I have a story to share before I delve into Alexandra’s 10 myths.
In her opening Alexandra talks about Trader Joe’s, a hugely popular regional grocery chain. In May 2008, my wife and I took an Amtrak trip from Ottawa, Canada to California and back across the Midwest. While visiting an aunt in San Diego, we checked out a Trader Joe’s. Wow! I relate to what Alexandra says. When we got home from our long trip I emailed the company to inquire if they had any expansion plans north of the border (read Canada). Unfortunately not. As Alexandra states, Trader Joe’s wants to retain that “…homey, mom and pop feel.” Organizations and people are seeking to return to more traditional values, such as honesty, trust and openness.
So what are the 10 myths?
Myth #1: Overnight Success is Possible
Myth #2: Controversy Will Propel Your Caree
Myth #3: Employers Want You to be Yourself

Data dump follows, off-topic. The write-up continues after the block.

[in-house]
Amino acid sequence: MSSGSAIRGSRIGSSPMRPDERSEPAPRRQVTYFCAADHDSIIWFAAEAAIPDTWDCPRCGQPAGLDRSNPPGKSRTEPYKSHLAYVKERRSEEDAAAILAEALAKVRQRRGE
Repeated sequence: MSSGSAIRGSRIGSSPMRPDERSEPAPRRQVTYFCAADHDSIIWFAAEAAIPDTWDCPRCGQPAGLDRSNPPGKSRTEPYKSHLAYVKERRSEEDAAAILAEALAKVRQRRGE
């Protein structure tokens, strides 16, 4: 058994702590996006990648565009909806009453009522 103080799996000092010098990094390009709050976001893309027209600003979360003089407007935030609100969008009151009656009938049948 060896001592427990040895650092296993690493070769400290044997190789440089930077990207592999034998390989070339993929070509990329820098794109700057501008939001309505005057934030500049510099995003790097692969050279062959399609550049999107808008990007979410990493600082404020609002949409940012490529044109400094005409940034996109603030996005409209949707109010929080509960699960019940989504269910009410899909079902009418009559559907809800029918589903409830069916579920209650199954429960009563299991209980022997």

Myth #4: Being Good at Your Job Trumps Everything
Myth #5: It’s Best to Climb the Ladder as Fast as Possible
Myth #6: You’ll Get More Money Because You Earned It
Myth #7: The Problem Isn’t You. It’s the Organization
Myth #8: You Won’t Get Laid Off; You’re Too Essential
Myth #9: If Only You Could Have Corporate America, Everything Would be Perfect
Myth #10: Do What You Love, and the Money will Follow
Some readers may take affront at some of the myths, such as #10. We often hear pseudo experts espousing that if you follow your dream, the bucks will follow. Sorry, that’s not how it works.
I highly recommend CBC’s Dragon’s Den (of which I’m a long-time fan) and the U.S. version Shark Tank. While they both have a strong entertainment element, the two shows are excellent training for entrepreneurs who are seeking funding. The “Do What You Love…” myth quickly gets dismantled by the Dragons and the Sharks. Have a solid business plan and know your numbers – and have both feet planted firmly on the ground!